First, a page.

"What counts is not the mere fact that we have lived. It is what difference we have made to the lives of others that will determine the significance of the life we lead.” -Mandela

Mandela was not blinded by hype. Mandela did not view America as a shining city on a hill. In fact, Ronald Reagan, the president who first used that phrase, regarded Mandela as a terrorist, and his administration supported the South African apartheid regime during the Cold War. Mandela was only officially removed from U.S. terrorist watch lists in 2008. In his unpublished prison journal, written in the 1970s while he was on Robben Island, Mandela said that while he had American friends and supporters, “I hate all forms of imperialism and consider the U.S. brand the most loathsome and contemptible.”


"For to be free is not merely to cast off one's chains, but to live in a way that respects and enhances the freedom of others." -Nelson Mandela

Mandela was focused on the problem. For him, freedom and democracy were the single highest undeviating goal that justified the use of nearly any means to get there. In Atlanta, he was greeted by a small crowd of protesting white supremacists and former members of the Ku Klux Klan. In his speech in Atlanta, he ended by saying, “Let freedom ring wherever the peoples’ rights are trampled upon.”


“Let freedom ring wherever the peoples’ rights are trampled upon.” - Nelson Mandela

Mandela created solutions. In 1995, President Mandela created the South African Truth and Reconciliation Commission (TRC), which was a public commission to look at the roots of apartheid and racial injustice, and create the space for people to come forward and confess their crimes and receive amnesty. Many white policemen and security officials did so. The Commission electrified South Africa and became a vehicle for transcending the country’s deep divides. For Mandela, it confirmed his belief that forgiveness helps both the forgiven and the forgiver. It was powerful to see the relatives of men and women who were murdered by the old apartheid government forgive their former oppressors.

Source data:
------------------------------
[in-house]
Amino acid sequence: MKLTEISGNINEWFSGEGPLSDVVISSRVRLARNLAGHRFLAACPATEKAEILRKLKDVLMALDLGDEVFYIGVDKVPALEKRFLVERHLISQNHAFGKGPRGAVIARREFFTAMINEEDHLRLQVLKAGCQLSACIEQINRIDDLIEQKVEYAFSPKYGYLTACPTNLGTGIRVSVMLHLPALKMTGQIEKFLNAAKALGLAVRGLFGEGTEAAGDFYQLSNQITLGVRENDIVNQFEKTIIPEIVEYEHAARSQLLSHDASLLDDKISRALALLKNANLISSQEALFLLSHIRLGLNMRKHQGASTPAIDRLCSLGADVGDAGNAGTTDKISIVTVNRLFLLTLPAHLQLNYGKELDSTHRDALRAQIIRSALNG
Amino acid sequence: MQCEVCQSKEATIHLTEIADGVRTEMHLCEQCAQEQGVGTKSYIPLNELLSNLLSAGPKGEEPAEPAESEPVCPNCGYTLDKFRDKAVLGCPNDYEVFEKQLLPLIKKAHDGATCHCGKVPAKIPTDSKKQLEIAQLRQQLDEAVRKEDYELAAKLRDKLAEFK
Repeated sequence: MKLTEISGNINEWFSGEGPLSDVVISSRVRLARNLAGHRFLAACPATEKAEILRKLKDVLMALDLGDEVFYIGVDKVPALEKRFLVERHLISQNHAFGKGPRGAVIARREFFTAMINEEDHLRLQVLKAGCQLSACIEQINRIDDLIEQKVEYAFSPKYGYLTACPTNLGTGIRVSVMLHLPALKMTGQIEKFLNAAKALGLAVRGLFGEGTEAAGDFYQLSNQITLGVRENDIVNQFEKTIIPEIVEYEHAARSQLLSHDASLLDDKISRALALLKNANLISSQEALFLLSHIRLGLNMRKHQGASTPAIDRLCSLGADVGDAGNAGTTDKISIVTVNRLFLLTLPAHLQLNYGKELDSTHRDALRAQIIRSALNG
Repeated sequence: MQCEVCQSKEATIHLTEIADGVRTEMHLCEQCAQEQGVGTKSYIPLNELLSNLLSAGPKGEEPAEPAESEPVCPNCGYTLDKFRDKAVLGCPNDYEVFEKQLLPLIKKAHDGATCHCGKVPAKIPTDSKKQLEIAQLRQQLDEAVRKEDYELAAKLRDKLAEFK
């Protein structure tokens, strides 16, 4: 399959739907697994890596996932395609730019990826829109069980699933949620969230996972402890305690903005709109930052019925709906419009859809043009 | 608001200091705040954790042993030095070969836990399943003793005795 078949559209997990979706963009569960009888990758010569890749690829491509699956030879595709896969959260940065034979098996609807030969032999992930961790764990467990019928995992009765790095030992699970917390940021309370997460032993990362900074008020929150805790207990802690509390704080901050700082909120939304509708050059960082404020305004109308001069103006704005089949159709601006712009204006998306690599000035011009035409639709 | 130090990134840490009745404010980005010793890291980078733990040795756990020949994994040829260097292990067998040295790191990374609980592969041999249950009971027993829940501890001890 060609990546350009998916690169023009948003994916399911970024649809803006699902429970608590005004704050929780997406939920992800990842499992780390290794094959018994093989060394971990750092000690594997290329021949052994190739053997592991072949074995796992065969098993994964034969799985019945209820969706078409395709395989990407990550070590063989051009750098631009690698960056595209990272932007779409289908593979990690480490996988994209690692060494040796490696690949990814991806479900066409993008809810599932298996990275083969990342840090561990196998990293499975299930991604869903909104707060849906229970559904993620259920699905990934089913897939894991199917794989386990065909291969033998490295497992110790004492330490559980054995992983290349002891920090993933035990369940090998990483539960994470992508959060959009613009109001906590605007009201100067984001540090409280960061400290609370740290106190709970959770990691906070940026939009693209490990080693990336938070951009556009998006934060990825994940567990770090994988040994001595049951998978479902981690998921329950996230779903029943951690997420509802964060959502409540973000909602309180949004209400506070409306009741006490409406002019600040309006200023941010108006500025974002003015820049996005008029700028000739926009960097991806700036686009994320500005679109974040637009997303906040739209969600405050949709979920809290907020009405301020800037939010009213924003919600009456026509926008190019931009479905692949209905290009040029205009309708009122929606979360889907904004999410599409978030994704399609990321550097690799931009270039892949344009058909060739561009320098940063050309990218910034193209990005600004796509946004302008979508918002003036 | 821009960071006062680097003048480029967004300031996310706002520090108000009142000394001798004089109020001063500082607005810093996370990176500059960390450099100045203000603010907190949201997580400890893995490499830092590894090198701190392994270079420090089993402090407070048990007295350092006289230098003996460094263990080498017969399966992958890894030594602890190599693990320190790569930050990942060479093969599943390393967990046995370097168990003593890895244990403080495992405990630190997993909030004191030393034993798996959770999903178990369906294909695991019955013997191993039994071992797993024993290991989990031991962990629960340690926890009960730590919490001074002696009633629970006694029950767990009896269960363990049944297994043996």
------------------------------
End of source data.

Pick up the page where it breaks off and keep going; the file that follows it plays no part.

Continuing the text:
"Our experience has taught us that with goodwill, a negotiated solution can be found for even the most profound problems." -Nelson Mandela

Mandela created solutions that could scale. ("Scale" is an entrepreneurial concept that refers to growth with minimal friction.) A handful of American cities like Greensboro, N.C. have had local truth and reconciliation commissions, and now Boston, Philadelphia and San Francisco are planning similar ones. A number of legislators, including Congresswoman Barbara Lee, California, have called for a national TRC to look at the history of slavery and discrimination. The South African example is a powerful precedent for America. A national Truth and Reconciliation Commission coupled with a serious look at the idea of reparations is a way to seek closure on a dreadful aspect of our history. As Mandela used to say, it’s never too late to do the right thing.


"May your choices reflect your hopes, not your fears." -Nelson Mandela

Mandela built bridges. So many people over the years have remarked how extraordinary it was that Mandela could forgive his own oppressors. But Mandela has made known how deeply wounded he was by his own past and his suffering. But he also understood that as a leader and symbol, he must always project forgiveness, and he never ever failed to do so. He understood that, while it was impossible to truly forget the past, we must relinquish its hold over us.